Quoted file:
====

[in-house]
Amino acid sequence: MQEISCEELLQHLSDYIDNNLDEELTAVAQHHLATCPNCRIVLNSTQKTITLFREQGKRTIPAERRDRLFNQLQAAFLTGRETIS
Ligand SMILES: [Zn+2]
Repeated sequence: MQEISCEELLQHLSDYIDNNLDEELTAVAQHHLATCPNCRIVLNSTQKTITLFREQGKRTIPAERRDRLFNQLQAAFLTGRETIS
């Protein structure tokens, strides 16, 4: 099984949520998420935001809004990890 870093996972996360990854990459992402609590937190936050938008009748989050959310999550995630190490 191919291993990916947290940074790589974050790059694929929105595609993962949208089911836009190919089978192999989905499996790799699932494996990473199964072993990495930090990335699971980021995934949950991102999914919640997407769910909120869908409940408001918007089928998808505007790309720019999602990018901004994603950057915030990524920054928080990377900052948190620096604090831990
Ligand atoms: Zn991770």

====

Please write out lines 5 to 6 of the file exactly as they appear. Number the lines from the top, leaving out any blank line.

């Protein structure tokens, strides 16, 4: 099984949520998420935001809004990890 870093996972996360990854990459992402609590937190936050938008009748989050959310999550995630190490 191919291993990916947290940074790589974050790059694929929105595609993962949208089911836009190919089978192999989905499996790799699932494996990473199964072993990495930090990335699971980021995934949950991102999914919640997407769910909120869908409940408001918007089928998808505007790309720019999602990018901004994603950057915030990524920054928080990377900052948190620096604090831990
Ligand atoms: Zn991770």